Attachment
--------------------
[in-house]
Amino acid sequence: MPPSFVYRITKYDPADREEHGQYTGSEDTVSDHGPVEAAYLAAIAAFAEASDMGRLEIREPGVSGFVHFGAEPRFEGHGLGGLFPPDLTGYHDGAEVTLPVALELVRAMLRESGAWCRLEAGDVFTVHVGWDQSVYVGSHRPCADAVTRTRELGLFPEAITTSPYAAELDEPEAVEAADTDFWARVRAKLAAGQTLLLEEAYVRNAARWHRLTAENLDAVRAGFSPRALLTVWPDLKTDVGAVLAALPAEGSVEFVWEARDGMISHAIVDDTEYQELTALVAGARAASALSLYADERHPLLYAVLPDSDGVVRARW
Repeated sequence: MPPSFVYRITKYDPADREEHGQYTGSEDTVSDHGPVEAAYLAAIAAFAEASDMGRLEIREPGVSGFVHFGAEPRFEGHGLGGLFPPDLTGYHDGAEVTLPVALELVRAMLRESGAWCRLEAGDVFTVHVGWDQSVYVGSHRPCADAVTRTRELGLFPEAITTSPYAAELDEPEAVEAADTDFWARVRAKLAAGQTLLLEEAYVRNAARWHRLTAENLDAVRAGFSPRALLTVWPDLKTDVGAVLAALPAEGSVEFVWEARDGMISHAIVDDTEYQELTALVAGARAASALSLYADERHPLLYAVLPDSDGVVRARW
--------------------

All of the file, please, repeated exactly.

[in-house]
Amino acid sequence: MPPSFVYRITKYDPADREEHGQYTGSEDTVSDHGPVEAAYLAAIAAFAEASDMGRLEIREPGVSGFVHFGAEPRFEGHGLGGLFPPDLTGYHDGAEVTLPVALELVRAMLRESGAWCRLEAGDVFTVHVGWDQSVYVGSHRPCADAVTRTRELGLFPEAITTSPYAAELDEPEAVEAADTDFWARVRAKLAAGQTLLLEEAYVRNAARWHRLTAENLDAVRAGFSPRALLTVWPDLKTDVGAVLAALPAEGSVEFVWEARDGMISHAIVDDTEYQELTALVAGARAASALSLYADERHPLLYAVLPDSDGVVRARW
Repeated sequence: MPPSFVYRITKYDPADREEHGQYTGSEDTVSDHGPVEAAYLAAIAAFAEASDMGRLEIREPGVSGFVHFGAEPRFEGHGLGGLFPPDLTGYHDGAEVTLPVALELVRAMLRESGAWCRLEAGDVFTVHVGWDQSVYVGSHRPCADAVTRTRELGLFPEAITTSPYAAELDEPEAVEAADTDFWARVRAKLAAGQTLLLEEAYVRNAARWHRLTAENLDAVRAGFSPRALLTVWPDLKTDVGAVLAALPAEGSVEFVWEARDGMISHAIVDDTEYQELTALVAGARAASALSLYADERHPLLYAVLPDSDGVVRARW